This post originally appeared at The Var Guy
By DH Kass
HP said it will sever another 25,000 to 30,000 jobs, mostly from its enterprise services unit, as part of an overall plan to save some $2.7 billion in costs as the vendor careens to its November 1 planned split into two separate entities.
The vendor divulged the planned cuts along with financial projections for the new HP Enterprise operation, which will formally begin operations in about a month, at a meeting on Tuesday with financial analysts.
HP said its printer and PC business will pare some 3,300 jobs over the next three years.
The layoffs are in addition to the 55,000 HP previously planned and the recent shuttle of enterprise services staffers to IT consultant Ciber. This current round of cuts is just shy of 10 percent of HP’s total workforce, a significant staff reduction by any measure.
HP said it will take a $2.7 billion charge to its earnings for restructuring costs over a three-year period beginning with its FQ4 financial statement for the period ending October 31. The charges include $2 billion in severance payments and some $700 million in cost reductions from lease and property disposals associated with the split.
In HP’s FQ3 2015, sales in the enterprise services unit fell 11 percent to $4.9 billion. HP chairman Meg Whitman, however, trumpeted its performance, saying on an earnings call that ES “significantly improved its sequential revenue trajectory and delivered another quarter of sequential and year-over-year profit improvement."
At the time, HP chief financial officer Cathie Lesjak said some 3,900 employees had exited the company during FQ3 and suggested that by the end of FQ4 another 5 percent could be laid off. That figure, as it turns out, was short of the actual number of job cuts.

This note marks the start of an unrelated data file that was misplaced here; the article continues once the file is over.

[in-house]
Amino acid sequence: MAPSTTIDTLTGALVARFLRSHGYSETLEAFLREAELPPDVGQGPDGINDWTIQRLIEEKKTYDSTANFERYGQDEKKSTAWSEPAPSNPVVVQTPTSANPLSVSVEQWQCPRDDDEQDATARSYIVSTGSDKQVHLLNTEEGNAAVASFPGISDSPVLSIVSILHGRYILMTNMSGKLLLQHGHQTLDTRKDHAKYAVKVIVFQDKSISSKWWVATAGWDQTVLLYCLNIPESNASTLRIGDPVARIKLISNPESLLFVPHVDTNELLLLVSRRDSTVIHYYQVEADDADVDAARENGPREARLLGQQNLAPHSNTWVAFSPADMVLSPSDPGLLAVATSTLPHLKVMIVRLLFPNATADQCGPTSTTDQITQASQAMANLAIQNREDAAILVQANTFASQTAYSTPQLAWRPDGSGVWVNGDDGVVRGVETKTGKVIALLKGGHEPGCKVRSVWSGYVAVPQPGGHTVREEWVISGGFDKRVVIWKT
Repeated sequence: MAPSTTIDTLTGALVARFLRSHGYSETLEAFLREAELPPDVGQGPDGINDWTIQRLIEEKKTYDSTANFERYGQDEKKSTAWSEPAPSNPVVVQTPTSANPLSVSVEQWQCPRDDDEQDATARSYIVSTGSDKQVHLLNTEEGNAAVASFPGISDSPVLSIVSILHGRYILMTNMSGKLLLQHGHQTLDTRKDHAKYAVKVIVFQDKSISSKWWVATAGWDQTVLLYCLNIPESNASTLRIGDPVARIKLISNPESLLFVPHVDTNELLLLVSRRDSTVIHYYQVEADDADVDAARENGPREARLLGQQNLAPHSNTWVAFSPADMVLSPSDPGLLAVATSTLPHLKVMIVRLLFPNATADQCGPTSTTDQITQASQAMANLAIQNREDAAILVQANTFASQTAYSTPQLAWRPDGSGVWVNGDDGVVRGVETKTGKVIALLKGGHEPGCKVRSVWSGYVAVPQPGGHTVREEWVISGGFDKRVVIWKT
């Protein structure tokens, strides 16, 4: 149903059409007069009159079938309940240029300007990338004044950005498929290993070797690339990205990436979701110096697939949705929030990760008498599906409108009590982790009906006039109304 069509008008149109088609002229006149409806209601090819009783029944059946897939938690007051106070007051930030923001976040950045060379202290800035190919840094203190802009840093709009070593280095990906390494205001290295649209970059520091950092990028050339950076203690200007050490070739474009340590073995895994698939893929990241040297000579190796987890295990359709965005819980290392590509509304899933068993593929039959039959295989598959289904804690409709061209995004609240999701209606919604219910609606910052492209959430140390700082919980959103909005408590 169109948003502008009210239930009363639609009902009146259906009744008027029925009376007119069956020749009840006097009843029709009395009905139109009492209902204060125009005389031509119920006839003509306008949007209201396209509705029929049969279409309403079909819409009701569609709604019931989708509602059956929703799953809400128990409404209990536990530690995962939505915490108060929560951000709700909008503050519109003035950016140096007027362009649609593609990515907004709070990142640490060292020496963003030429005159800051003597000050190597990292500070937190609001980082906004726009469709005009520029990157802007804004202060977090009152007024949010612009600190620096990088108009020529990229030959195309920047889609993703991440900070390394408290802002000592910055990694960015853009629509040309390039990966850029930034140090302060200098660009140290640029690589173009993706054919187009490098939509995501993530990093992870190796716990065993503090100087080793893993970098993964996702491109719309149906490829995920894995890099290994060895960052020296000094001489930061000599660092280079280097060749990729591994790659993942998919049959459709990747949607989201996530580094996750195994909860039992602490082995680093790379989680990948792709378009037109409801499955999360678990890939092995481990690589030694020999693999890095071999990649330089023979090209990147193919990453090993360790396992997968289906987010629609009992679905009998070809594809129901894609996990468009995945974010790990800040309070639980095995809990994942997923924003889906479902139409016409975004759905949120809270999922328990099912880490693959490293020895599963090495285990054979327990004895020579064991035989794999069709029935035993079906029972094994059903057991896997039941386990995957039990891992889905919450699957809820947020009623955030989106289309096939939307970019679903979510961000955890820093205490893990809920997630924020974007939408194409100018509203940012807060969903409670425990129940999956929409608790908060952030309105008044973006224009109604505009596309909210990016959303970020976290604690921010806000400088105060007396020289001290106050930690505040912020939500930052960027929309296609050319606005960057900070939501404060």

“It has been a bumpy road. There’s no question about it,” Whitman told analysts. "These restructuring activities will enable a more competitive, sustainable cost structure for the new Hewlett Packard Enterprise," she said. "We've done a significant amount of work over the past few years to take costs out and simplify processes and these final actions will eliminate the need for any future corporate restructuring."
HP said that it expects HP Enterprise will produce more than $50 billion in annual sales. The company projects fiscal 2016 non-GAAP diluted net EPS to be in the range of $1.85 to $1.95, and estimated GAAP diluted net EPS to be in the range of $0.75 to $0.85.
The vendor said that about 37 percent of HP Enterprise’s sales will come from enterprise services, 7 percent from software and about 50 percent from servers, storage, networking and technology services sales.
The vendor also said it expects cloud revenue in fiscal 2015 to be approximately $3 billion and to grow more than 20 percent annually for the next several years.
HP Enterprise will not rely on a few customers to generate the lion’s share of its sales, HP said. Mike Nefkens, HP Enterprise Services head, said that no one account comprises more than 10 percent of HP Enterprise's sales.
The PC and printer focused HP Inc. will concentrate on returning cash to shareholders and expanding into new markets such as 3-D printing, Whitman said.